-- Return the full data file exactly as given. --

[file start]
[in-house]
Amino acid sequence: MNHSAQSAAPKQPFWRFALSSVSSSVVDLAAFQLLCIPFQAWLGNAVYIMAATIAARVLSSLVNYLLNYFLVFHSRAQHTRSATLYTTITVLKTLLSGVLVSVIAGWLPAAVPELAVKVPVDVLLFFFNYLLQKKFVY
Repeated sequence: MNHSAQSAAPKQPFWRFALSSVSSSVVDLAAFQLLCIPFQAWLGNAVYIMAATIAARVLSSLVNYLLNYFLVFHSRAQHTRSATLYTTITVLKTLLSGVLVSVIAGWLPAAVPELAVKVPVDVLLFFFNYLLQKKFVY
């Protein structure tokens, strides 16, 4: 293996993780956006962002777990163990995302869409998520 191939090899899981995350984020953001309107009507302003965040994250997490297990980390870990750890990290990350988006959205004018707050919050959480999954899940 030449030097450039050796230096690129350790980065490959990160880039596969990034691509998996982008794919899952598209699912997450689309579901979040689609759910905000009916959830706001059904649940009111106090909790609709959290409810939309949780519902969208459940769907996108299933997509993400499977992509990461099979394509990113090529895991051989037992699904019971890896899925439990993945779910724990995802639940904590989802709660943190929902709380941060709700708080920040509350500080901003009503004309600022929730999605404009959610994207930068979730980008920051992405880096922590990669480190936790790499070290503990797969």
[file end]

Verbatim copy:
[in-house]
Amino acid sequence: MNHSAQSAAPKQPFWRFALSSVSSSVVDLAAFQLLCIPFQAWLGNAVYIMAATIAARVLSSLVNYLLNYFLVFHSRAQHTRSATLYTTITVLKTLLSGVLVSVIAGWLPAAVPELAVKVPVDVLLFFFNYLLQKKFVY
Repeated sequence: MNHSAQSAAPKQPFWRFALSSVSSSVVDLAAFQLLCIPFQAWLGNAVYIMAATIAARVLSSLVNYLLNYFLVFHSRAQHTRSATLYTTITVLKTLLSGVLVSVIAGWLPAAVPELAVKVPVDVLLFFFNYLLQKKFVY
């Protein structure tokens, strides 16, 4: 293996993780956006962002777990163990995302869409998520 191939090899899981995350984020953001309107009507302003965040994250997490297990980390870990750890990290990350988006959205004018707050919050959480999954899940 030449030097450039050796230096690129350790980065490959990160880039596969990034691509998996982008794919899952598209699912997450689309579901979040689609759910905000009916959830706001059904649940009111106090909790609709959290409810939309949780519902969208459940769907996108299933997509993400499977992509990461099979394509990113090529895991051989037992699904019971890896899925439990993945779910724990995802639940904590989802709660943190929902709380941060709700708080920040509350500080901003009503004309600022929730999605404009959610994207930068979730980008920051992405880096922590990669480190936790790499070290503990797969």